Poland is closer than ever to passing a near-complete ban on abortion – which gives extra urgency to the mission of Berlin-based volunteer organisation Ciocia Basia, which helps Polish women break their home country's already-restrictive abortion laws. Read this excerpt from our September Polish issue before showing your solidarity at Monday's "Black Monday" protests, part of an international demonstration against the ban (October 3, 1pm, Warschauer Straße station).
Abortions might have been illegal in Poland for the past 23 years, but that hasn’t stopped women from getting them. In 1993, under pressure from the Catholic Church, the government banned abortion (which had been legal under communism) except in cases of rape, birth defects or risk to the mother’s life. Yet each year an estimated 50,000 Polish women undergo the procedure, whether via underground doctors (who use outdated and sometimes risky methods), pills procured online (which can be fake, or arrive too late to work) or clinics on the German or Slovakian border (which are often expensive and privately run).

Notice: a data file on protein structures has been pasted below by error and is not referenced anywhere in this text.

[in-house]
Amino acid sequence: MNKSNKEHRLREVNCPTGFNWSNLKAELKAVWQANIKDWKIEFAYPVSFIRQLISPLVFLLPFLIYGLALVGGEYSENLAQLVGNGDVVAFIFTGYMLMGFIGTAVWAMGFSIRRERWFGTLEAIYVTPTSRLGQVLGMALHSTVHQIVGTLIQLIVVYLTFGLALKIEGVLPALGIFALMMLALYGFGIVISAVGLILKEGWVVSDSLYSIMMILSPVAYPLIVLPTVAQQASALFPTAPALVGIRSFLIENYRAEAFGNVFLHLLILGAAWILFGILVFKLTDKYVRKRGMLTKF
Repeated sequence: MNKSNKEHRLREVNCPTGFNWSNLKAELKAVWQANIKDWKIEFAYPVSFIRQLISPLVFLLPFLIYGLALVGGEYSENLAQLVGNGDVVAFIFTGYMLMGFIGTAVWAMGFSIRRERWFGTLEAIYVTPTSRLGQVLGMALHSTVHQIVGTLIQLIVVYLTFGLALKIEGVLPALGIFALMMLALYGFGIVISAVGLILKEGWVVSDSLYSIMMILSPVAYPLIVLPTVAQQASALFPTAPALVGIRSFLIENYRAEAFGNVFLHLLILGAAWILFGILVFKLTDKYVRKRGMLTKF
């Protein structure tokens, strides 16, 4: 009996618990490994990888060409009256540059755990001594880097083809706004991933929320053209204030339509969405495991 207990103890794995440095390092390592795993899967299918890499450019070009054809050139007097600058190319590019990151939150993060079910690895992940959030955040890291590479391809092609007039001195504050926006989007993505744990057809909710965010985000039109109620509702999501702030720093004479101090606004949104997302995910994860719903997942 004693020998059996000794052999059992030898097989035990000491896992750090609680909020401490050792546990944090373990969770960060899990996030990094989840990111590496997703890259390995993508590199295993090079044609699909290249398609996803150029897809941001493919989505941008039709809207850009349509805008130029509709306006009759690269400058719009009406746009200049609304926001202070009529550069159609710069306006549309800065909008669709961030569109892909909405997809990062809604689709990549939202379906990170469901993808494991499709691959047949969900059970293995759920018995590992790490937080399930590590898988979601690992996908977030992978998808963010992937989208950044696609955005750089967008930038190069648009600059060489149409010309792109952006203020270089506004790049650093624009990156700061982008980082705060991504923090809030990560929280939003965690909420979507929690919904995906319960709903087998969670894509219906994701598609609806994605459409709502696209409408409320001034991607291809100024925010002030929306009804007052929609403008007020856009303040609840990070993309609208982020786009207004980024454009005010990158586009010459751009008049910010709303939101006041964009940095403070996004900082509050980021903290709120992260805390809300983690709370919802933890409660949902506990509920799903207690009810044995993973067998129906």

Here in Berlin, two-year-old organisation Ciocia Basia offers women something those other options don’t: a reliable, affordable procedure and a sympathetic ear. The clue is in the name, “Aunt Basia”. “An aunt is someone you can trust, but who’s not your mother – and ‘Basia’ is a typical name for a Polish woman in her forties,” explains representative Natalia Kolodziejska, a twenty-something from Warsaw who works at vegan grocery Dr. Pogo.
As one of Ciocia Basia’s 10 Polish and German volunteers, she takes turns manning the group’s phone and email hotline, through which around two or three women per month request to come to Berlin for abortions. She helps see them through the bureaucratic process, involving a mandatory counselling appointment and a three-day waiting period during which they either return to Poland or are hosted in Berlin by a Ciocia Basia member. If someone can’t foot the €390 bill for the surgery (€290 for the pill), the organisation helps cover costs thanks to funding from private donors and benefit parties.
Started by Berlin author and documentarist Sarah Diehl and Polish musician Martyna Hormanska, Ciocia Basia has attracted media attention with controversial stunts like flying a drone loaded with abortion pills over the German-Polish border last year. But the group is still seeking reinforcements (get in touch if you’re fluent in Polish and German!) and currently busy lobbying against a new law proposal supported by the Polish government, by which abortion would become completely illegal unless the mother’s life is in danger.